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Tom Dumoulin will be pressing play after a season of pause next week.
Some seven months after squeezing the brakes on his pro cycling career, Dumoulin will be back revving his motor at the race that’s been on his mind since the 2016 Games – the Tokyo Olympic time trial.
Wednesday’s time trial will mark a symbolic crossroads for Dumoulin.
The Dutch ace pressed pause on life with Jumbo-Visma this January and disappeared from view to take stock. It was decided he would reconvene with team brass to set out his next steps after representing his nation at the Olympic road race and time trial.
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For now, Dumoulin is in race mode – career considerations will come later.
“Now I just want to focus on the Games,” Dumoulin told media Thursday. “Until now, we have made agreements and made a good plan up to and including the Games, with the appointment to sit down and talk afterward – talking about how it has been for me to be a cyclist again.”
Dumoulin was best of the time trialing rest behind Fabian Cancellara in Rio and he’s been itching for gold ever since. The 30-year-old believes the sweltering Japanese summer and lumpy 44km course on tap Wednesday gives him a chance.
“I really want to go for it. It is a beautiful course and I like the heat,” he said.
“I’ve had a very nice training camp – it’s been a good few weeks. I can only indicate whether my form was good, very good, or excellent after the time trial. But the preparation has gone very well and I am where I want to be.”
Many of the pre-race favorites such as Wout van Aert, Kasper Asgreen, and Stefan Küng raced their way into condition through the Tour de France this month. Dumoulin sat out the race and instead spent two weeks in the thin air of Livigno.
Life at altitude gave Dumoulin the space to train to his own agenda and time to mull his longer-term desires. He will bring that inner focus to the roads of Tokyo next week.
“I’m actually not concerned with what my competitors have done towards the time trial. It’s an individual test and that’s how I approach it,” he said. “I just have to deal with myself.”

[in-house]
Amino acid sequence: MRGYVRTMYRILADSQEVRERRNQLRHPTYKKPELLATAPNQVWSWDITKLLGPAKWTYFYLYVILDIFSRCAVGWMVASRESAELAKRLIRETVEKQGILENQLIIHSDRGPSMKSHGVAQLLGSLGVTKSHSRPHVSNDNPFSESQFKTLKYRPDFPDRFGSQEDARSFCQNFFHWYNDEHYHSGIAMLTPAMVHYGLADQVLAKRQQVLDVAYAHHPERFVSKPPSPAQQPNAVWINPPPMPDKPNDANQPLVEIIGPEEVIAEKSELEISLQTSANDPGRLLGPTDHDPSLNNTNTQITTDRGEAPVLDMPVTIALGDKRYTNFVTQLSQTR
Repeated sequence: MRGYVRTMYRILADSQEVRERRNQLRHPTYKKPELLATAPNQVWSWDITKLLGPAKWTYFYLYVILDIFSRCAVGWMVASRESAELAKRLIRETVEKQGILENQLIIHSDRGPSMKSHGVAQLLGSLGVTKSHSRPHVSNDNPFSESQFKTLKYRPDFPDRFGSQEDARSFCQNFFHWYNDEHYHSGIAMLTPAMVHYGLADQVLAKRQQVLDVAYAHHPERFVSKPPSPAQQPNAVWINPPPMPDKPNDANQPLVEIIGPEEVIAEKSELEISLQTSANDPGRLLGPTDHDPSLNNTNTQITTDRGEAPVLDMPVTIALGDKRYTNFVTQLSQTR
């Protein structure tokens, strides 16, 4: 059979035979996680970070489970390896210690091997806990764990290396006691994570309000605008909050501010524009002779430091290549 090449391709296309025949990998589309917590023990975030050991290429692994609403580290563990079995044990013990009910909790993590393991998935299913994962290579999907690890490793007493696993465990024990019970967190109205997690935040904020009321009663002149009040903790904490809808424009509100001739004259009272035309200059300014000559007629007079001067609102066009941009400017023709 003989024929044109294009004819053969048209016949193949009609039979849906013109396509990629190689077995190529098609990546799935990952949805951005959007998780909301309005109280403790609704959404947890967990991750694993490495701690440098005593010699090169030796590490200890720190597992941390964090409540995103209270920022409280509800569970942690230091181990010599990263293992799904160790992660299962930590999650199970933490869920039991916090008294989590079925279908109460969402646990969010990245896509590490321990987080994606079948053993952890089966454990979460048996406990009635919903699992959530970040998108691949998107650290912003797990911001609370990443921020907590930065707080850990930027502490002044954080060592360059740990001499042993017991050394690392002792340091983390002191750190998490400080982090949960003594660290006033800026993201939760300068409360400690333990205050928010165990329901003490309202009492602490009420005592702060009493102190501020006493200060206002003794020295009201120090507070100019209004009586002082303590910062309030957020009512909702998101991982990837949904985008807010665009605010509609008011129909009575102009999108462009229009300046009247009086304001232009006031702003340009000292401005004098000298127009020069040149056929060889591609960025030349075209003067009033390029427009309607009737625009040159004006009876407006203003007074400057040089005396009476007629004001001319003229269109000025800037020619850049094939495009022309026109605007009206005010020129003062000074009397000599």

Life after the Olympics
The Olympic TT means more than just medals for Dumoulin.
The 44km burn through Tokyo will reacquaint him with life at the center of the cycling world – the very thing that burdened him in recent years, and ultimately led to his decision to pause his time as a pro.
Dumoulin’s Olympic jaunt will make a stark contrast to his time dipping in and out of the sport on his own terms through the year so far.
After going off-grid through the spring, Dumoulin made an unexpected spectator appearance at April’s Amstel Gold Race. He was then spotted several times training in his Jumbo-Visma kit through early summer and he dabbed his toe back into the bunch at the Tour de Suisse. Dumoulin raced to his fourth national TT title shortly afterward.
The Olympic Games marks the decision date for Dumoulin. He is expected to sit down with the Jumbo-Visma management soon after Tokyo to decide what happens next – a full-time comeback, a return to the sidelines, or even a confirmation of retirement.
Will we see Dumoulin back in team colors later this summer?
There is some room for optimism. Dumoulin indicated when speaking this week that the routine and purpose of training had restoked a fire.
“I have enjoyed working towards a goal. And I could also distance myself at certain moments, have fun,” he said about his preparations for Tokyo. “That had become more difficult for me in recent years. That has been successful in this past period, and I cherish that.
“I’ve had a very nice experience. I was comfortable in my own skin. I’m looking forward to the Games, I’ve been happy to be a cyclist in recent months,” Dumoulin said.
The question remains whether Dumoulin can convert his love of training out of the spotlight and without obligation into the 24/7 pressure pot of WorldTour life.
A return to Jumbo-Visma would see Dumoulin thrust firmly back into the headlines. He occupies a cherished niche as the leading Dutch star at his nation’s team and media will be eager to chart his comeback.
Dumoulin’s openness, intelligence, and photo-friendly looks have long been a big hit with the local press and cycling-mad Dutch fans, and his home-hero status affords him a celebrity that the likes of Primož Roglič and Wout van Aert cannot match.
Should Dumoulin need more time, Jumbo-Visma is likely to grant it so as to keep him in the team’s orbit.
Will a medal in Tokyo be enough to rekindle a love for full-time racing? Possibly, but the hype and scrutiny of the multi-national Games could also see Dumoulin deciding he prefers life outside of the pro ranks – and a medal would see him off with a bang.
There’s a sense the door will always be open for Dumoulin at Jumbo-Visma.
Tokyo may help him decide whether he wants to step through it or leave it closed a little longer.